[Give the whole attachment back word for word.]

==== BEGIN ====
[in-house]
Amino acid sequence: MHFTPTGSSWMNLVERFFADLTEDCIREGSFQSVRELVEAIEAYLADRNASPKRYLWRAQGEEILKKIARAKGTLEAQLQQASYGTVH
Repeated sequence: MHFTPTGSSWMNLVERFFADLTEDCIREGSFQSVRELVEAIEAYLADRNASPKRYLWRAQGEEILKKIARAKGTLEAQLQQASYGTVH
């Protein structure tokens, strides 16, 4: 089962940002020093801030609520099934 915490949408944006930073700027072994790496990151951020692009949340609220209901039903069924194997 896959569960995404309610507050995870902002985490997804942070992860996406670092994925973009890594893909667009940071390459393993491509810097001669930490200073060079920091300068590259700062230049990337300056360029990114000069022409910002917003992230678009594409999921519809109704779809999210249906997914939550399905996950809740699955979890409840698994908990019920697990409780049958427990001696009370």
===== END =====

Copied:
[in-house]
Amino acid sequence: MHFTPTGSSWMNLVERFFADLTEDCIREGSFQSVRELVEAIEAYLADRNASPKRYLWRAQGEEILKKIARAKGTLEAQLQQASYGTVH
Repeated sequence: MHFTPTGSSWMNLVERFFADLTEDCIREGSFQSVRELVEAIEAYLADRNASPKRYLWRAQGEEILKKIARAKGTLEAQLQQASYGTVH
């Protein structure tokens, strides 16, 4: 089962940002020093801030609520099934 915490949408944006930073700027072994790496990151951020692009949340609220209901039903069924194997 896959569960995404309610507050995870902002985490997804942070992860996406670092994925973009890594893909667009940071390459393993491509810097001669930490200073060079920091300068590259700062230049990337300056360029990114000069022409910002917003992230678009594409999921519809109704779809999210249906997914939550399905996950809740699955979890409840698994908990019920697990409780049958427990001696009370």